To render a judicial decision. In the administrative process, adjudication is the trial-like proceeding in which an administrative law judge hears and decides issues that arise when an administrative agency charges a person or a firm with violating a law or regulation enforced by the agency.
administrative agency
A federal or state government agency established to perform a specific function. Administrative agencies are authorized by legislative acts to make and enforce rules in order to administer and enforce the acts.
administrative law
The body of law created by administrative agencies (in the form of rules, regulations, orders, and decisions) in order to carry out their duties and responsibilities.
administrative law judge (ALJ)
One who presides over an administrative agency hearing and has the power to administer oaths, take testimony, rule on questions of evidence, and make determinations of fact.
administrative process
The procedure used by administrative agencies in the administration of law.
binding authority
Any source of law that a court must follow when deciding a case. Binding authorities include constitutions, statutes, and regulations that govern the issue being decided, as well as court decisions that are controlling precedents within the jurisdiction.
The failure to perform a legal obligation.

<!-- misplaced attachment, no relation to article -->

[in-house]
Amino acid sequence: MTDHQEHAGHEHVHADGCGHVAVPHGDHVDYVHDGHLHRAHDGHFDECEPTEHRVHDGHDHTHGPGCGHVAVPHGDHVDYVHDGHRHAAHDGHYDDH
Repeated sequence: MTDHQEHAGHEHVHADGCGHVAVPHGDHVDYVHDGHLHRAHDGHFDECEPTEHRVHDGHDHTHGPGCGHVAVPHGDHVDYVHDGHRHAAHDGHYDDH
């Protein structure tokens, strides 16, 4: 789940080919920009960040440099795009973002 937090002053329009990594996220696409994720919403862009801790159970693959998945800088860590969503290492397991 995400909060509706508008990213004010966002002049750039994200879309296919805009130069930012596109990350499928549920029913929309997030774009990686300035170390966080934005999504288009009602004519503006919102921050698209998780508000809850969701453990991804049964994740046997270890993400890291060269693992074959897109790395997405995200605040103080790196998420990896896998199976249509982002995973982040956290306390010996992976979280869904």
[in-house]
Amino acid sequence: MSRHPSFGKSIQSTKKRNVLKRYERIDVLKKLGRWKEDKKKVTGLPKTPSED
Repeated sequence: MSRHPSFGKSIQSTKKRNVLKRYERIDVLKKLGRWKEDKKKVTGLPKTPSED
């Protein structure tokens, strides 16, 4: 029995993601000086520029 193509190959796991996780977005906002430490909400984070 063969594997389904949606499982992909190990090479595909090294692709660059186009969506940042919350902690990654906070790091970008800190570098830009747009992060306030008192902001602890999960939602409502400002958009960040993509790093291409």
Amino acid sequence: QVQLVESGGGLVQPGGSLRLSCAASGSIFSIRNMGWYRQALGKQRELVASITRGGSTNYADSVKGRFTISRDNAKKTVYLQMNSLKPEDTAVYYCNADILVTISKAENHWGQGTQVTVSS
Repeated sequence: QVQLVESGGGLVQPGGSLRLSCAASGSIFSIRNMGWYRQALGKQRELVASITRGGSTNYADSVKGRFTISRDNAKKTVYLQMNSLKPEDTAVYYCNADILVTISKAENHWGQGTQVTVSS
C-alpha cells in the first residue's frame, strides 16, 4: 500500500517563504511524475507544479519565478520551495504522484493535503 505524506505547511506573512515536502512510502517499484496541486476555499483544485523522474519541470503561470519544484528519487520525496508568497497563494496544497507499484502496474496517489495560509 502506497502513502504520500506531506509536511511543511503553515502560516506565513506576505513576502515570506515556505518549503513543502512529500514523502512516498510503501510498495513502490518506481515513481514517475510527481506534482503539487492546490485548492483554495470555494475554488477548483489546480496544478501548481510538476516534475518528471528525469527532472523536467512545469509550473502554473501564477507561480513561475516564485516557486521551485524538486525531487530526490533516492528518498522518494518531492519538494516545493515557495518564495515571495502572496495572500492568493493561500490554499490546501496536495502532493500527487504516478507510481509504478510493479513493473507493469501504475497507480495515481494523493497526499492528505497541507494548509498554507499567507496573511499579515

case law
The rules of law announced in court decisions. Case law includes the aggregate of reported cases that interpret judicial precedents, statutes, regulations, and constitutional provisions.
A reference to a publication in which a legal authority-such as a statute or a court decision-or other source can be found.
civil law
The branch of law dealing with the definition and enforcement of all private or public rights, as opposed to criminal matters.
civil law system
A system of law derived from that of the Roman Empire and based on a code rather than case law the predominant system of law in the nations of continental Europe and the nations that were once their colonies. In the United States, Louisiana, because of its historical ties to France, has in part a civil law system.
common law
The body of law developed from custom or judicial decisions in English and U.S. courts, not attributable to a legislature.
constitutional law
The body of law derived from the U.S. Constitution and the constitutions of the various states.
criminal law
Law that defines and governs actions that constitute crimes. Generally, criminal law has to do with wrongful actions committed against society for which society demands redress.